So, how did the performance go?

Well, I've said it before, that it's often those who lead a project to success are those who later kill it. The kind of person with the determination and courage to create, often also has the ego and arrogance that makes it all go sour - the determination and the ego are two sides of the same coin.

In this case it's Herr Direktor who made it happen, and almost made sure it didn't happen.

Although there was a paying audiance (65 people paid UKP5 each) who presumably expected to see a cast who had memorised their lines, none of us had had time to do so. We all read from scripts, which limited our physical acting.

The four drama students did an absolutely sterling job, despite being 20 years too young for their roles. Duncan T clearly relished his part as mass murdering camp guard, playing it as a slimy moustache twirling villain - camp in the other sense.

Christine R has minimal acting experience, but has buckets of instinct for it - her softly spoken survivor confronting her former torturers across a courtroom was actually moving. Our one professional actor, a man called Stuart, manages the dignified description of horrors personally seen very effectively.

I was apparantly quite good, playing the Defence Counsel as a beaurocratic pedant, trying to trip up the witnesses with sneaky questions.

Three days before the performance, Max introduced a new actor to play a major role. Her name is Berit - she's German, with a good but imperfect grasp of English, she's a midget with no acting experience at all, and very nervous about public speaking.

And she has the longest speech in the play, a ringing declaration about how perpetrators and victims of genocide are chosen not by fate, class or past but by random and absurd chance. There's no way to tell in advance who will be on which side of the gas chamber door.

Max was making cuts, reinstatements, recuts, movements and changes to the script until the night before the performance. Sometimes forgetting to tell the relavent actors that he had done so.

I found two instances of lines from cut exchanges that had somehow got left in, and were therefore meaningless. I told the actors and we patched it up, and I'm sure there were others doing the same.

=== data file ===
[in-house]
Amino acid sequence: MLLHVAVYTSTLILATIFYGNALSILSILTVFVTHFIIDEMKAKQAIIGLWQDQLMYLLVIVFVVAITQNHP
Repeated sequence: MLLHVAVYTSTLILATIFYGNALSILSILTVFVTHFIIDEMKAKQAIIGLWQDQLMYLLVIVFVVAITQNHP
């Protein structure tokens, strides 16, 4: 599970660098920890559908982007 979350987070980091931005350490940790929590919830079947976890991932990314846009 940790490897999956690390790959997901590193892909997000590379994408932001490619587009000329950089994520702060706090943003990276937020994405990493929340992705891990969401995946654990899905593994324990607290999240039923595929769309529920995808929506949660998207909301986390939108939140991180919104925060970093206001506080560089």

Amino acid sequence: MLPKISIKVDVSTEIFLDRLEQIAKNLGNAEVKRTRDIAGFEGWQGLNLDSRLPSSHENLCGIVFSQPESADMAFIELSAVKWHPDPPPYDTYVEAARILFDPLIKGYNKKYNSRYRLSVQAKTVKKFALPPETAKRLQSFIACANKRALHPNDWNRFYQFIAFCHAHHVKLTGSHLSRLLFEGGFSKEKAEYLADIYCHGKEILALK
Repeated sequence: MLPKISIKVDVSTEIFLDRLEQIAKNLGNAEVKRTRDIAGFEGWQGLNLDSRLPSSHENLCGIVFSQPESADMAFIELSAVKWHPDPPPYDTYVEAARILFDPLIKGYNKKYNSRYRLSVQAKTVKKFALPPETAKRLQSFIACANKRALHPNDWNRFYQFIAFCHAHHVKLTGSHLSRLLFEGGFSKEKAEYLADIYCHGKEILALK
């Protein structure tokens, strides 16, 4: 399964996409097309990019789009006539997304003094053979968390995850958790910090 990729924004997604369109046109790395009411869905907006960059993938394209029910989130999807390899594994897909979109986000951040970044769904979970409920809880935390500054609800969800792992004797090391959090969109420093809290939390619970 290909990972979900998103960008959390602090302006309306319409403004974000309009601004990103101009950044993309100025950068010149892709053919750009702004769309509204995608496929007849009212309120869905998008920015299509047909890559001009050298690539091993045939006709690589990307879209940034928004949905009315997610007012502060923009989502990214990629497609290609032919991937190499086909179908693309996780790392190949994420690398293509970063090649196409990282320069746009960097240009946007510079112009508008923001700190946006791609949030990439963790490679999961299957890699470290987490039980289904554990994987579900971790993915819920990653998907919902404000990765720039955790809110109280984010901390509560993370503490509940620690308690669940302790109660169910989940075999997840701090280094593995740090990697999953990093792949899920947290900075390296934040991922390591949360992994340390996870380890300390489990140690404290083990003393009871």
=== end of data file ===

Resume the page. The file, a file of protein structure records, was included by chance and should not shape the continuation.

Then, an hour before we were due to go on, he decided some more changes were absolutely vital. He went through the modifications with each actor alone, ensuring that we were all reading from somewhat different scripts.

Sometimes passages the rest of us thought had been cut were unexpectedly performed. And sometimes there was frantic rustling of notes as entire pages were omitted with no notice.

Oh, and I think Max, playing the Judge, decided to make a few ad hoc cuts during the performance itself, expecting the rest of us to compensate on the fly. It's amazing there were only about a dozen missed cues.

All this, given okay or good performaces (and a few very good ones), plus a tolerant audiance who were politically on our side, failed to derail the play.

Then right at the end, after the 'curtain' point, the director got off his judges podium and spoke to the audiance directly. One of his long, slow speeches, full of pregnant pauses and extravagent care taken in word choice.

I confess I was not the only cast member to sneak away backstage in the dark as he began. We knew he'd finished when we heard him bellow something about living together in peace - "PEACE! PEEEEAACE!!!". Perhaps he thought the play couldn't speak for itself.

Afterwards, some us went for a celebratory meal in a chinese resteraunt, and talked about putting the play on in one of Portsmouth's two larger theatres, or even one of the small theatres in London that cater to amateur groups. In my opinion, this is pure fantasy.

If we put the play on again, it has to be done properly, which means adaquate rehearsal, a fixed script, and in general a lot of professionalism. We're not going to get that from the current director, so if we want to take this further, either his role will have to be downsized - which his ego will never permit - or we ditch him, which is probably not possible.

So, as far as I'm concerned, this project is over and done with. It was enjoyable, if frustrating, the message of the play got through and I cirtainly don't regret getting involved.

No comments:

Post a Comment